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Germany considers returning Nigeria’s stolen artefacts

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Isaac Kaledzi
Isaac Kaledzi
Isaac Kaledzi is an experienced and award winning journalist from Ghana. He has worked for several media brands both in Ghana and on the International scene. Isaac Kaledzi is currently serving as an African Correspondent for DW.

Germany has said that it is considering returning some artefacts stolen from Nigeria during the colonial era.

The particular artefacts in question are the Benin bronzes looted from the Kingdom of Benin, in present day southern Nigeria.

The artefacts are being held at Ethnological Museum in the German capital, Berlin.

The Ethnological Museum has 530 historical objects from the kingdom, including 440 bronzes.

The Prussian Cultural Heritage Foundation (SPK), which manages Berlin’s museums has said in a statement that at a meeting on March 24, 2021, the Board of Trustees of the Foundation “exchanged views on, among other things, the handling of collection items from colonial contexts. It was also about the Benin bronzes.”

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It added that “The state and federal representatives on the Board of Trustees agree that in the case of the Benin bronzes, a solution will be found that also considers the return of objects as an option.”

Germany’s Foreign Minister Heiko Maas said on Wednesday that “the question of the return of cultural goods is part of dealing honestly with colonial history. It is a question of justice”.

“In the case of the Benin bronzes, we are working with those involved in Nigeria and Germany to establish a common framework, especially in the museum cooperation with the planned Museum of West African Art in Benin City.”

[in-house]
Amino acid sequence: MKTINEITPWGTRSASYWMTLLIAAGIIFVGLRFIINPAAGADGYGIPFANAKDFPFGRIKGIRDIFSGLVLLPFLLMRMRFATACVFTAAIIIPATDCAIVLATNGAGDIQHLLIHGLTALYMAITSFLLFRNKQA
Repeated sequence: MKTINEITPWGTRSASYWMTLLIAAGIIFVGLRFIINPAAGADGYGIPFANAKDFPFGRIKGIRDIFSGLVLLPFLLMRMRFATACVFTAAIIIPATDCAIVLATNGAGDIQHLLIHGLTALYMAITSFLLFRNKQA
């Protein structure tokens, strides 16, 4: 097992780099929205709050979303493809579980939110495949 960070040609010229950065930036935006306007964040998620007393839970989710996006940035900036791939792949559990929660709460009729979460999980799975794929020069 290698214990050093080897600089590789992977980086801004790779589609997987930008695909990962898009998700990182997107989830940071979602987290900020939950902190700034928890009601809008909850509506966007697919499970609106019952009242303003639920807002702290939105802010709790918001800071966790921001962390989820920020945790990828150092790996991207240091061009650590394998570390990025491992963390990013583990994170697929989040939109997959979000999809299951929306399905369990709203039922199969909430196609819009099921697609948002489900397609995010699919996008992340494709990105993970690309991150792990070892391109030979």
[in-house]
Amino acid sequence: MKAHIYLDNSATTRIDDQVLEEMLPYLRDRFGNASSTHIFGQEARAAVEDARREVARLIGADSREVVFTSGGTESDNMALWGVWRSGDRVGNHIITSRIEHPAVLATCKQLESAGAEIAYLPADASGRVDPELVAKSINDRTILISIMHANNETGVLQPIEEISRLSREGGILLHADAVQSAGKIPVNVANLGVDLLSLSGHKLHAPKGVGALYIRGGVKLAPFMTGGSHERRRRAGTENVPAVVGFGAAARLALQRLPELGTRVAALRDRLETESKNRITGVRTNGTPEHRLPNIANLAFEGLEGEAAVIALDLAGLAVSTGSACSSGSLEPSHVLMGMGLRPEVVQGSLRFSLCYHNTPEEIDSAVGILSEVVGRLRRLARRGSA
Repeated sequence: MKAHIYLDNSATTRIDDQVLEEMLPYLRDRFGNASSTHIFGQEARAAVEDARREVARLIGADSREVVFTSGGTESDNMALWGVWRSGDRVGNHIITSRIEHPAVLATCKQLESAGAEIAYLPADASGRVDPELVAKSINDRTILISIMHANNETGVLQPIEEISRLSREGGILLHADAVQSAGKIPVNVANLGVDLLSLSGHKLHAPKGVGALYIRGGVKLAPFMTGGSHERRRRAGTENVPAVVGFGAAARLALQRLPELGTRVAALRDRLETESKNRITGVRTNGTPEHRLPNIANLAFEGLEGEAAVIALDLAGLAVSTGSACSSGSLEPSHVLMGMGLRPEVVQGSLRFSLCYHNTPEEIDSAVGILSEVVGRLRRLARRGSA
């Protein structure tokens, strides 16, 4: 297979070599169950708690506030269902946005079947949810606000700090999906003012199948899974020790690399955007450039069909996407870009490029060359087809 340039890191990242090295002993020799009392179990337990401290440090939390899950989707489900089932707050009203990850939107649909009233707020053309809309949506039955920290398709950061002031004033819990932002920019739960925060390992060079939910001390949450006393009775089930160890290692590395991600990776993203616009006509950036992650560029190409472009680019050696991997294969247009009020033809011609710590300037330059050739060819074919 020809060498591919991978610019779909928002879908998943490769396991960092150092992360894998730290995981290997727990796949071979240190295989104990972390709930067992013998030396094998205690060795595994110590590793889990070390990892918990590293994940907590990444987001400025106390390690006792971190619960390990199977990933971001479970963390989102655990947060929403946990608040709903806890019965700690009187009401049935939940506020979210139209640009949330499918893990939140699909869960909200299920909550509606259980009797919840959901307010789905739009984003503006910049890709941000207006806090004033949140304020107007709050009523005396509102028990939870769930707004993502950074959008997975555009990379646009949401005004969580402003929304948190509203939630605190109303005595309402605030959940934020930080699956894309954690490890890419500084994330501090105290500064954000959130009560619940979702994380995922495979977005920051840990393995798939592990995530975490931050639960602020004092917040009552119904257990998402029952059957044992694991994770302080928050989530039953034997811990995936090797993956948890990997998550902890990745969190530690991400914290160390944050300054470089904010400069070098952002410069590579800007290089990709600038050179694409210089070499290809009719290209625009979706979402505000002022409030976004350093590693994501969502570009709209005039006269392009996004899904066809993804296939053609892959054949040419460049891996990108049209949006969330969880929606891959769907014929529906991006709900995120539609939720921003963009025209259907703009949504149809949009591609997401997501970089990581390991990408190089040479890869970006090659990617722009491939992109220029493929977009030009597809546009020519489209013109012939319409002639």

Liberia pushes for return of stolen artefacts

The Liberian government also in 2019 announced its resolve to keep pushing for all stolen artifacts from Africa which are currently dotted across Europe and America to be returned.

During the years of slavery and subsequent colonization, many artefacts belonging to many African countries were wrongly taken and in some instances stolen.

Some of these artifacts are now all over museums across Europe and America, with push for their return hardly yielding any results.

But the advocacy and campaign to have these artifacts returned has been reignited again.

Liberia’s vice president, Jewel Taylor has told DW that “Why should our children go to New York or Washington DC or Paris to see artifacts that actually belong to us?”

“They are our heritage. We have to begin to find a way to raise the necessary funding to take care of the relics that we have.

I am hoping I will live long to see every African country have its own serious Museums that talks about its own history,” she said.

America returns stolen artefacts

In 2019 authorities in the United States of America returned a stolen ancient coffin to Egypt.

This happened two years after the coffin was acquired by the Metropolitan Museum of Art in New York City.

The 2,100-year-old coffin of a priest called Nedjemankh got featured in an exhibit housing artefacts from Egypt.

The Museum bought the stolen antique from a global art trafficking network, which used fraudulent documents.

Officials said the gold coffin was looted and smuggled out of Egypt in 2011.


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